Question Cloning and replacing SSD

Nov 1, 2022
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I recently cloned my laptop's smaller SSD with a larger Samsung EVO 860 SSD and would now like to swap out the smaller SSD to improve performance.

After reading some of the similar threads, I cloned all the partitions using Macrium and my understanding is the next step would be :

When it finishes, power off
Disconnect ALL drives except for the new SSD. This is not optional.
This is to allow the system to try to boot from ONLY the SSD

Would that involve going into Windows Disk Management and disabling the C drive and then restarting?
If there's an error after the restart, would I simply reenable the C drive again?
 

Darkbreeze

Retired Mod
No, it would not involve that. It is EXACTLY what it says it is.

Finish clone operation.
Power off.
Disconnect all drives except the one you want to boot from.
Power on and see if it will POST and boot.

IF it won't, then you may have missed a step or required partition in the clone process.
 
Nov 1, 2022
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No, it would not involve that. It is EXACTLY what it says it is.

Finish clone operation.
Power off.
Disconnect all drives except the one you want to boot from.
Power on and see if it will POST and boot.

IF it won't, then you may have missed a step or required partition in the clone process.
Would I be disconnecting the C drive physically and leaving the external one connected via the SATA cable? My goal is to replace that with the external cloned drive, but I assumed I needed to test it first before swapping them out in case of any issues.
 
May 25, 2022
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Would I be disconnecting the C drive physically and leaving the external one connected via the SATA cable? My goal is to replace that with the external cloned drive, but I assumed I needed to test it first before swapping them out in case of any issues.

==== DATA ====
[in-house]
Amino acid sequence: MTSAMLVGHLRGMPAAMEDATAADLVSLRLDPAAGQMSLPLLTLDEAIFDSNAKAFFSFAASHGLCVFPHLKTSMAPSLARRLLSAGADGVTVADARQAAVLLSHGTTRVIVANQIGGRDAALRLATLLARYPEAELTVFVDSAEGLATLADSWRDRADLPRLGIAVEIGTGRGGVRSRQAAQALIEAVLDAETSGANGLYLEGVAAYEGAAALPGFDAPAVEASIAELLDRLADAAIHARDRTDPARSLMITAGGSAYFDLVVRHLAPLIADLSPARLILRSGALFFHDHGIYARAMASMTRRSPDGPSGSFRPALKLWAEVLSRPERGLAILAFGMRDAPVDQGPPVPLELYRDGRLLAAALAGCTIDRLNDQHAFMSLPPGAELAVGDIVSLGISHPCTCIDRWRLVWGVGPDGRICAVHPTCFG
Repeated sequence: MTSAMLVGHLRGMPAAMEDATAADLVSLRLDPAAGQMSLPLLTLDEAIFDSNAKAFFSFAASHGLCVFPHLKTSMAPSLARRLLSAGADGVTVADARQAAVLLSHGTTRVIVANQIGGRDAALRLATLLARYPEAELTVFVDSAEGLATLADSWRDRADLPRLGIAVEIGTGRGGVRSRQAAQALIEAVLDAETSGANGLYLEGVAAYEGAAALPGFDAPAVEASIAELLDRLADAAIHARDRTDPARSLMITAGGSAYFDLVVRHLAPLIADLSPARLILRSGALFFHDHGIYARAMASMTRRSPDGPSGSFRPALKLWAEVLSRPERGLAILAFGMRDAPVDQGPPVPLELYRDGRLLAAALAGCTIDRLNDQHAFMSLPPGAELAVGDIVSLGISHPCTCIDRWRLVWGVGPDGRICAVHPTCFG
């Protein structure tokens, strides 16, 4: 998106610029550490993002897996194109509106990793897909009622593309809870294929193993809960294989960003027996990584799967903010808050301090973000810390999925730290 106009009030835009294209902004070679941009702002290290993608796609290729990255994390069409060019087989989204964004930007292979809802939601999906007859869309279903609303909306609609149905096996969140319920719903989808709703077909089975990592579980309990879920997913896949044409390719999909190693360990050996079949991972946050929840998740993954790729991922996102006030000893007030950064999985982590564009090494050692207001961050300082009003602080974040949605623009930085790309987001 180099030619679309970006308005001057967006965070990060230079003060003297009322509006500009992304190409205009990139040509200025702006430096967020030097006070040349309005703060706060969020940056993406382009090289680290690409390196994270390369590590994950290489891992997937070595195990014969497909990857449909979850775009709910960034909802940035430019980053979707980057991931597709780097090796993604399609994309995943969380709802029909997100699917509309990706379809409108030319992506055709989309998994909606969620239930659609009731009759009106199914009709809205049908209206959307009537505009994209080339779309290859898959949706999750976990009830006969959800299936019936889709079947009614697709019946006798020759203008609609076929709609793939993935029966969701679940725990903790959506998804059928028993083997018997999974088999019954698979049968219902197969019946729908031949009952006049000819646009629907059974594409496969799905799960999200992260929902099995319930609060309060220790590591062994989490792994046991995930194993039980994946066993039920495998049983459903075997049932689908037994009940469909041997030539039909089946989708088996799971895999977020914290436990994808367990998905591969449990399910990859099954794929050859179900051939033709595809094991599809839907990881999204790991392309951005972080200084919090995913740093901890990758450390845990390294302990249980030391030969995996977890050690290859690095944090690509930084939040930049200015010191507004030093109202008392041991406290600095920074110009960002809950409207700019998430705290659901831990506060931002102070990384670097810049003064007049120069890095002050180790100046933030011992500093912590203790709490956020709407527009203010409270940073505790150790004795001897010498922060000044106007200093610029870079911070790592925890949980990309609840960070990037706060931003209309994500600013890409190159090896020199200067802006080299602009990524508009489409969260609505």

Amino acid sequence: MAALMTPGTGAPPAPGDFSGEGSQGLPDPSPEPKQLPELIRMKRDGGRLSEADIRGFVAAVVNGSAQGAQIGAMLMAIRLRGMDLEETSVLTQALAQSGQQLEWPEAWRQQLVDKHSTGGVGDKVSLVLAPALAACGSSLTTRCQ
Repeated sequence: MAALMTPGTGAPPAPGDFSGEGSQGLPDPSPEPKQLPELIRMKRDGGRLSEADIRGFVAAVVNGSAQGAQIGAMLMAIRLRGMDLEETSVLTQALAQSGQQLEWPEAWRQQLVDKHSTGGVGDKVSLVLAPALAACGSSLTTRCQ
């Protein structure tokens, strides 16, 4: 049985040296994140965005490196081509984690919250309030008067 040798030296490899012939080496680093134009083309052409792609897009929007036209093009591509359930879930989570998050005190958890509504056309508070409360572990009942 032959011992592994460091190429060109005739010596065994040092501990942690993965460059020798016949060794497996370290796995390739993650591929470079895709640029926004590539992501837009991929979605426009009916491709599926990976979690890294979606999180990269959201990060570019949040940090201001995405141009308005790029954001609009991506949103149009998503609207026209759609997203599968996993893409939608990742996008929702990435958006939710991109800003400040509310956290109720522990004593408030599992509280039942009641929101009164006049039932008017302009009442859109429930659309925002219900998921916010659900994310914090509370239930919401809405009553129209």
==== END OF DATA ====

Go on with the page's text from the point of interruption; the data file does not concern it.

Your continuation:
That's how I would do it, but you'll (probably) need to go in to BIOS and make sure it is set to boot from the external drive. If it works then you can swap them. And yes, that means physically disconnecting the internal drive by either removing the data or the power cable, or both.
 

USAFRet

Titan
Moderator
Mar 16, 2013
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...but I assumed I needed to test it first before swapping them out in case of any issues.
No, you do NOT "test" the clone target.
And do NOT attempt to boot from it as an external. At all.

At the end of the clone process, the FIRST thing you do it power off, swap the drives, and allow the system to power up with ONLY the new drive.
Do NOT sniff around in the clone target to see if everything is there. Absent any error messages, it is.

And even if it were not, could YOU tell which of the 150,000 files are missing? No.

Clone.
Swap the drives.
Power up with only the new drive.
 

USAFRet

Titan
Moderator
Mar 16, 2013
161,292
13,373
176,090
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I recently cloned my laptop's smaller SSD with a larger Samsung EVO 860 SSD and would now like to swap out the smaller SSD to improve performance.

After reading some of the similar threads, I cloned all the partitions using Macrium and my understanding is the next step would be :

When it finishes, power off
Disconnect ALL drives except for the new SSD. This is not optional.
This is to allow the system to try to boot from ONLY the SSD

Would that involve going into Windows Disk Management and disabling the C drive and then restarting?
If there's an error after the restart, would I simply reenable the C drive again?
That section related to a desktop, with capability for multiple drives.

In your laptop, you physically swap the drives instead.
 
May 25, 2022
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And do NOT attempt to boot from it as an external. At all.
I have to ask, why not? Is that something unique to Macrium?

Edit: found the answer to my own question. I use Acronis, and they state that Acronis will set up the target disk to only boot from USB if that's where you clone it, and they recommend installing the new disk in the laptop first and making the source drive the external one. Good to know!
 
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